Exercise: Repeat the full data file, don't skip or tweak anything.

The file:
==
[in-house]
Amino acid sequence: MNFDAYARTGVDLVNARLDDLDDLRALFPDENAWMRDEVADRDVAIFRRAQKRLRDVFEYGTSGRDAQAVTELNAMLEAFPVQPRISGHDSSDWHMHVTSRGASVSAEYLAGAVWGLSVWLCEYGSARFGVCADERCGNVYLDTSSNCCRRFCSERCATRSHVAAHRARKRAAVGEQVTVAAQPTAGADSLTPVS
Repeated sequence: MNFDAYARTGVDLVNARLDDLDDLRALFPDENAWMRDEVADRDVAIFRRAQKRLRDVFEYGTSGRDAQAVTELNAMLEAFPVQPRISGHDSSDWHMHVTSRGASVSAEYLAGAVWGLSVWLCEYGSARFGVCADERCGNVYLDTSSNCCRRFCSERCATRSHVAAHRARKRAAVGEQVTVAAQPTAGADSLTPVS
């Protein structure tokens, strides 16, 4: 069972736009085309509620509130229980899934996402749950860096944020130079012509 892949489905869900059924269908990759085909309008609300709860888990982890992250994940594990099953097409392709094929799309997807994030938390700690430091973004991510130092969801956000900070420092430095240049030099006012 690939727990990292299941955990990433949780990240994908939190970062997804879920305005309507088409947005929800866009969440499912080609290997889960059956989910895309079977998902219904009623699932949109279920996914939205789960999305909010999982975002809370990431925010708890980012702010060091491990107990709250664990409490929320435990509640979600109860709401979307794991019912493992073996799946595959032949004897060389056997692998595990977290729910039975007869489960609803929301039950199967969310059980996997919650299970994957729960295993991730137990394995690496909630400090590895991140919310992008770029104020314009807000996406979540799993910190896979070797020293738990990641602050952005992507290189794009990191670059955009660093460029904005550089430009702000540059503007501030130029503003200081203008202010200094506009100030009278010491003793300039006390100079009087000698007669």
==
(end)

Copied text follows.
[in-house]
Amino acid sequence: MNFDAYARTGVDLVNARLDDLDDLRALFPDENAWMRDEVADRDVAIFRRAQKRLRDVFEYGTSGRDAQAVTELNAMLEAFPVQPRISGHDSSDWHMHVTSRGASVSAEYLAGAVWGLSVWLCEYGSARFGVCADERCGNVYLDTSSNCCRRFCSERCATRSHVAAHRARKRAAVGEQVTVAAQPTAGADSLTPVS
Repeated sequence: MNFDAYARTGVDLVNARLDDLDDLRALFPDENAWMRDEVADRDVAIFRRAQKRLRDVFEYGTSGRDAQAVTELNAMLEAFPVQPRISGHDSSDWHMHVTSRGASVSAEYLAGAVWGLSVWLCEYGSARFGVCADERCGNVYLDTSSNCCRRFCSERCATRSHVAAHRARKRAAVGEQVTVAAQPTAGADSLTPVS
């Protein structure tokens, strides 16, 4: 069972736009085309509620509130229980899934996402749950860096944020130079012509 892949489905869900059924269908990759085909309008609300709860888990982890992250994940594990099953097409392709094929799309997807994030938390700690430091973004991510130092969801956000900070420092430095240049030099006012 690939727990990292299941955990990433949780990240994908939190970062997804879920305005309507088409947005929800866009969440499912080609290997889960059956989910895309079977998902219904009623699932949109279920996914939205789960999305909010999982975002809370990431925010708890980012702010060091491990107990709250664990409490929320435990509640979600109860709401979307794991019912493992073996799946595959032949004897060389056997692998595990977290729910039975007869489960609803929301039950199967969310059980996997919650299970994957729960295993991730137990394995690496909630400090590895991140919310992008770029104020314009807000996406979540799993910190896979070797020293738990990641602050952005992507290189794009990191670059955009660093460029904005550089430009702000540059503007501030130029503003200081203008202010200094506009100030009278010491003793300039006390100079009087000698007669």